NASA on Sunday successfully landed its $2.5 billion Mars Science Laboratory and Curiosity rover on the surface of the Red Planet, marking the most ambitious attempt to reach Mars in history.
"Touchdown confirmed," said a member of mission control at NASA's Jet Propulsion Laboratory as the room erupted in cheers. "We are wheels down on Mars. Oh, my God."
A dusty image of the rover's wheel on the surface, taken from a rear camera on the vehicle, confirmed the arrival of the car-sized rover and its sophisticated toolkit designed to hunt for signs that life once existed there.
A second image arrived within seconds, showing the shadow of the rover on Mars.
When the landing was announced after a tense, seven minute process known as entry, descent and landing, the room filled with jubilation as chief scientists distributed Mars chocolate bars to the NASA staff members.
However, success was anything but certain with this first-of-its-kind attempt to drop a six-wheeled chemistry lab by rocket-powered sky crane on an alien planet. NASA's more recent rover dropoffs were done with the help of airbags.
In the final moments, the spacecraft accelerated with the pull of gravity as it nears Mars' atmosphere, making a fiery entry at a speed of 13,200 miles (21,240 kilometers) per hour and then slowing down with the help of a supersonic parachute.
After that, an elaborate sky crane powered by rocket blasters kicked in, and the rover was lowered down by nylon tethers, apparently landing upright on all six wheels.
Scientists do not expect Curiosity to find aliens or living creatures. Rather they hope to use it to analyze soil and rocks for signs that the building blocks of life are present and may have supported life in the past.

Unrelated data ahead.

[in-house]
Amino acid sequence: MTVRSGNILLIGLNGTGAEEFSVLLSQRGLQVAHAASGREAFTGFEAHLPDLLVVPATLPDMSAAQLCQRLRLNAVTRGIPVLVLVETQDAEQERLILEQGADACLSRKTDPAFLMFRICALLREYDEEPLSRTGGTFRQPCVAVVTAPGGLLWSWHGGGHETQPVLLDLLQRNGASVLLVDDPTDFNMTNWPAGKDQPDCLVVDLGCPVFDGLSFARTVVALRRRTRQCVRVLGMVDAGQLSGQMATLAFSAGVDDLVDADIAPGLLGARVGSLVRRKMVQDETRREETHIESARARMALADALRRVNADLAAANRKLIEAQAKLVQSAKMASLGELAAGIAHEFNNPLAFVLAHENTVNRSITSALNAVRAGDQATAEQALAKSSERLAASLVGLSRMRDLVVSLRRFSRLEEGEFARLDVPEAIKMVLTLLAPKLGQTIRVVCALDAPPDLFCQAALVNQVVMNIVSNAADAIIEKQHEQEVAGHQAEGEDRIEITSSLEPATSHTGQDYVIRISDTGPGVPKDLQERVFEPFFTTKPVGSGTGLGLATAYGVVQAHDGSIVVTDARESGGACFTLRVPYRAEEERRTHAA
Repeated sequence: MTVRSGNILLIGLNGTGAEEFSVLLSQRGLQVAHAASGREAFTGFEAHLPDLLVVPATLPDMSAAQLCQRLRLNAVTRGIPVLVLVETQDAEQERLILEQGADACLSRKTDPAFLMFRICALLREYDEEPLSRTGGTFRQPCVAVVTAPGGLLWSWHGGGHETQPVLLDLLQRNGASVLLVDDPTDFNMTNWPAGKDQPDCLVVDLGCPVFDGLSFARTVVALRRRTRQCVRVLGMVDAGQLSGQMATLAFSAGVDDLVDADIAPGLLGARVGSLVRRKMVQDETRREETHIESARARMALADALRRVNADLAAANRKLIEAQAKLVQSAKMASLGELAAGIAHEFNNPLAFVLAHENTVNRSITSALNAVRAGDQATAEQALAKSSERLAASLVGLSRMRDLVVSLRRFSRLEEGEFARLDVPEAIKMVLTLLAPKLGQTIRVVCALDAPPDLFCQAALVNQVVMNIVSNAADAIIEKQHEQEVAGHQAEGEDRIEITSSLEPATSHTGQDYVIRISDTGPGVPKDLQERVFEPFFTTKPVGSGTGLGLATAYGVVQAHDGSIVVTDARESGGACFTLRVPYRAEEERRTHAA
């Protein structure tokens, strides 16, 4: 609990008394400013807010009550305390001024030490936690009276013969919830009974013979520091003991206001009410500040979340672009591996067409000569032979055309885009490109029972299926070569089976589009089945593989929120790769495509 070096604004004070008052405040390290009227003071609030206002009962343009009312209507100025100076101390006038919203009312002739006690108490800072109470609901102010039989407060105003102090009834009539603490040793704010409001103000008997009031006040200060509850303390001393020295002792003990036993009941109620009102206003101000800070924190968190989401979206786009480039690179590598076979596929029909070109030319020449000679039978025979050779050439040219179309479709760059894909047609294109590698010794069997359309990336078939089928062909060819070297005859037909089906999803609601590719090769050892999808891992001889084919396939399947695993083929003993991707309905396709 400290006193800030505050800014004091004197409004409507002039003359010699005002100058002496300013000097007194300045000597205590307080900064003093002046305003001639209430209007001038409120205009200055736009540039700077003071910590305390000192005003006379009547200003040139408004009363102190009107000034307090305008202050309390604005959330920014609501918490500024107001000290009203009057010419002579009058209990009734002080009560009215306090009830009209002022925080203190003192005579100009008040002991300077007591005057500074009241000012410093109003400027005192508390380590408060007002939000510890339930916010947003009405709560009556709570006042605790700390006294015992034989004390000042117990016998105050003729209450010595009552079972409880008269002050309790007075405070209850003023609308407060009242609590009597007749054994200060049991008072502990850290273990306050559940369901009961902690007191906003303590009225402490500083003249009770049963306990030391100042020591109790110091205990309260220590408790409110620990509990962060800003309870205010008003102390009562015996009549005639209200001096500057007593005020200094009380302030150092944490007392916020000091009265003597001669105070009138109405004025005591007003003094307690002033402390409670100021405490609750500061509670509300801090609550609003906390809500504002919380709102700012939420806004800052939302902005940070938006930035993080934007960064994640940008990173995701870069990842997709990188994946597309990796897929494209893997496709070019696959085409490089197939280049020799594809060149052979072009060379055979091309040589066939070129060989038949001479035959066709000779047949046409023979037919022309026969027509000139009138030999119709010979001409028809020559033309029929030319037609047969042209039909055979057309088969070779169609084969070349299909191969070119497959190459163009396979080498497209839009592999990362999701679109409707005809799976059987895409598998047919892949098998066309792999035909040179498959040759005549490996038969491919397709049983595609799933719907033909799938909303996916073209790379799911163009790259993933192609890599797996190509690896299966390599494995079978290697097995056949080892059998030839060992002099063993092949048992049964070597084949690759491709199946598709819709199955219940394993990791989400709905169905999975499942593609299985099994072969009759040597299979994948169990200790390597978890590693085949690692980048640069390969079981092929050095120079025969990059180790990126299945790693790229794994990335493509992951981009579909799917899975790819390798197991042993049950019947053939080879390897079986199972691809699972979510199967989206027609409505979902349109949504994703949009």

The project also aims to study the Martian environment to prepare for a possible human mission there in the coming years.
It has already been collecting data on radiation during its eight and a half month journey following launch in November 2011 from Cape Canaveral, Florida.
Earlier on Sunday, Mars program director Doug McCuistion called the science "absolutely crucial" to finding out if Earthlings are alone, how Mars evolved from a wet to a dry planet and how accessible Mars may be for human explorers in the future.
"If we succeed, it will be one of the greatest feats in planetary exploration ever," he told reporters. "Our success rate has been pretty darn good recently."
However, he cautioned that "these things are really hard to do" and admitted that "we may not be successful."
Attempts by global space agencies since 1960 have resulted in a near 40 percent success rate in sending landers, orbiters or other spacecraft for flybys to Mars. NASA has the best record.